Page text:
My daughter, Zoe, is doing her GCSEs.
Her academically selective school, which generally sends 34-40% of its students to Oxbridge is a bit of a academic hot-house.
So much of her year has a Plan A. All 10 A stars. And then a Plan A for the A-levels. All 4 A stars. And then a Plan A. Oxbridge.
And then, Plans A diverge. Stellar careers in politics, law, academia, the arts, media, journalism, business…
Zoe’s post-uni plans are different. She is 16, but mentions things like perhaps being a priest, because she loves Scripture and people, or working with Heidi Baker in Mozambique, or youth ministry. She is just 16, of course.
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Very few people live their lives in Plan A. At 17, my Plan A, oddly, was to become a nun, and work with Mother Teresa’s Missionaries of Charity. Well, I entered the novitiate, but left 14 months later, when I was 18.
Plan A was then academics. I read English at Somerville College, Oxford, and was accepted for a Ph.D at Oxford University, contingent on getting a First. I didn’t.
Plan A was then becoming a writer. I published articles in various prestigious places, won prizes, including a $20,000 National Endowment for the Arts award. I got a dream editor and agent. But my manuscript was not the one they envisioned, and in the process of revising it, I got depressed, and abandoned it (for a season).
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Which brings me to now. I am definitely living in Plan B. It’s not my plan A which would have involved me being a successful writer by now.
I am leading an interesting life, a happy life. I like it. It’s just not Plan A.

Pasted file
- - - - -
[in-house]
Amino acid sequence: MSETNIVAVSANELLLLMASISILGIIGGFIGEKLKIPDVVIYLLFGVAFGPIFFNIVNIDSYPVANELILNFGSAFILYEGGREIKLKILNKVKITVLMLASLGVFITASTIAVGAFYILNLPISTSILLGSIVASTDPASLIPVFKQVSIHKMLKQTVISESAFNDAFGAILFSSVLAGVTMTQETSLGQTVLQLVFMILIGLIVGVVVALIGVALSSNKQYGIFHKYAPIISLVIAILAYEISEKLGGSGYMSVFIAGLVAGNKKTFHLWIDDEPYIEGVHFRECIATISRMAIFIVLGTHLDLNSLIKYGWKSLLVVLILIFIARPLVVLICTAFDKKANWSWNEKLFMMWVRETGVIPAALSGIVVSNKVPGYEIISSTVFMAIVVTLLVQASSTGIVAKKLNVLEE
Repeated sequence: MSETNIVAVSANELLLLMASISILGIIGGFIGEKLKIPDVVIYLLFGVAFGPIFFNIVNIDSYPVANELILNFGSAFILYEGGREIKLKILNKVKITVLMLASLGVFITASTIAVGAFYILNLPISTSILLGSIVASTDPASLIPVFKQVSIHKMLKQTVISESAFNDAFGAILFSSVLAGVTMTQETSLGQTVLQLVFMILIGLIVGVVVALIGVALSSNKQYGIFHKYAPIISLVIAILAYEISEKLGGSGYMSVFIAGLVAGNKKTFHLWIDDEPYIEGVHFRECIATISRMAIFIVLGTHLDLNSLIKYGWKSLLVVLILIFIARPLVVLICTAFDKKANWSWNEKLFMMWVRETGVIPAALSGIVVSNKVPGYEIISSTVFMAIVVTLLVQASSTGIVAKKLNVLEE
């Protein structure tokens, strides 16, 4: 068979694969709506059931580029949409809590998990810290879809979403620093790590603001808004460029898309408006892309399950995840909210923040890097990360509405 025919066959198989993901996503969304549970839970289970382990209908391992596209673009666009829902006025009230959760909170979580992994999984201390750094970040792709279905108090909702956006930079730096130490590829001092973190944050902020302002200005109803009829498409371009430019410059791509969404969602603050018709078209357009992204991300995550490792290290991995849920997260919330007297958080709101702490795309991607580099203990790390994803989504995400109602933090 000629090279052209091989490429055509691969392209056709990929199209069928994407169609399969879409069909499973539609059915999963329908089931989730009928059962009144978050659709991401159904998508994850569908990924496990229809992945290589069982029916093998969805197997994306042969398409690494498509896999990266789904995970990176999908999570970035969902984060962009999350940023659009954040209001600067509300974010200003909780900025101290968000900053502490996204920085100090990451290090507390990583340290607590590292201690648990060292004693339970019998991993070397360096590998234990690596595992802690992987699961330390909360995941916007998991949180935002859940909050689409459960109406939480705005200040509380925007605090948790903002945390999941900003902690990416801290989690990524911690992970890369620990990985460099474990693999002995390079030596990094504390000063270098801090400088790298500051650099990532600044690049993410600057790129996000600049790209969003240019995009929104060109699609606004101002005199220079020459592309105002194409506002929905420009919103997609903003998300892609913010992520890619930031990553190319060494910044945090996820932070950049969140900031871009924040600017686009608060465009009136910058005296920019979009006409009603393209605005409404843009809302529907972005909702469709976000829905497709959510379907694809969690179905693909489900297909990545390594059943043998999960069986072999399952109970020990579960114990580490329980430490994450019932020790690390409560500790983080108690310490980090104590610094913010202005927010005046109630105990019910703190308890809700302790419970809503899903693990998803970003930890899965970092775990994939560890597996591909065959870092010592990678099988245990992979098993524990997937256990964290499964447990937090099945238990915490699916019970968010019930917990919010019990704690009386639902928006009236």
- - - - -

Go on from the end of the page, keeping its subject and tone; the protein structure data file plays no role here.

Almost nobody lives in Plan A. For many of us, it is Plan B, at best
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Plan B is not necessarily a bad place to live. It is where our real life happens.
Plan B saw me go to graduate school in America, where I grew close to Roy, now my husband. I found myself stymied in my manuscript, and abandoned it; I used my energy to found a publishing company, and now, when I go back to my manuscript, I’ll self-publish it. It won’t be perfect, but it will be exactly the book I want to write.
And the publishing company has opened other doors, such as that of travel, which is a happy, refreshing and revitalizing and educational experience for me. We tend to visit Europe, or go further afield during every school half-term or holiday, 5-6 times a year of late. We could not have afforded that without running a small business.
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It is in the shadows of disappointment and heartbreak, of things not working out as they should, that we develop character: endurance, toughness, optimism, compassion for those who are walking the same shadowy path, knowledge of what it is to suffer.
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I have a Plan A for the second half of my life. It involves health, happiness, fruitfulness, happiness for my husband and children, the continued success of our family business, and God’s blessing on my writing. It involves some travel, much gardening, much reading and writing.
I believe I can ask God to bless it.
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The Bible has much to say about prayer and the desires of our hearts, about prayer and Plan A.
Moses catching sight of God burst out with, “Show me your glory.” And the Lord replies, “I will do the very thing you have asked, because I am pleased with you, and I know you by name.” (Exodus 33:17).
Abraham in prayer whittles God down from a promise to not destroy the city if 50 righteous people could be found to an assurance that his family would be saved. Hezekiah’s prayers in Kings add 15 years to his life.
Prayer is more likely to bring Plan A into existence.
I like this Davidic prayer, May he give you the desire of your heart, and make all your plans succeed. “Psalm 20:4. Since I am rather fond of my own current Plan A, I am praying that somehow God will bless it.
However, since I myself, and most people I know, live in Plan B at best, that is the plan to thrive and be happy in, since that is our life.
Ultimately, because our wisdom is limited, but God’s is not, what really matters is that we live in God’s Plan A for the rest of our lives, “plans for good and not for evil, to give us a future and a hope.” (Jer 29:11).
May it be so.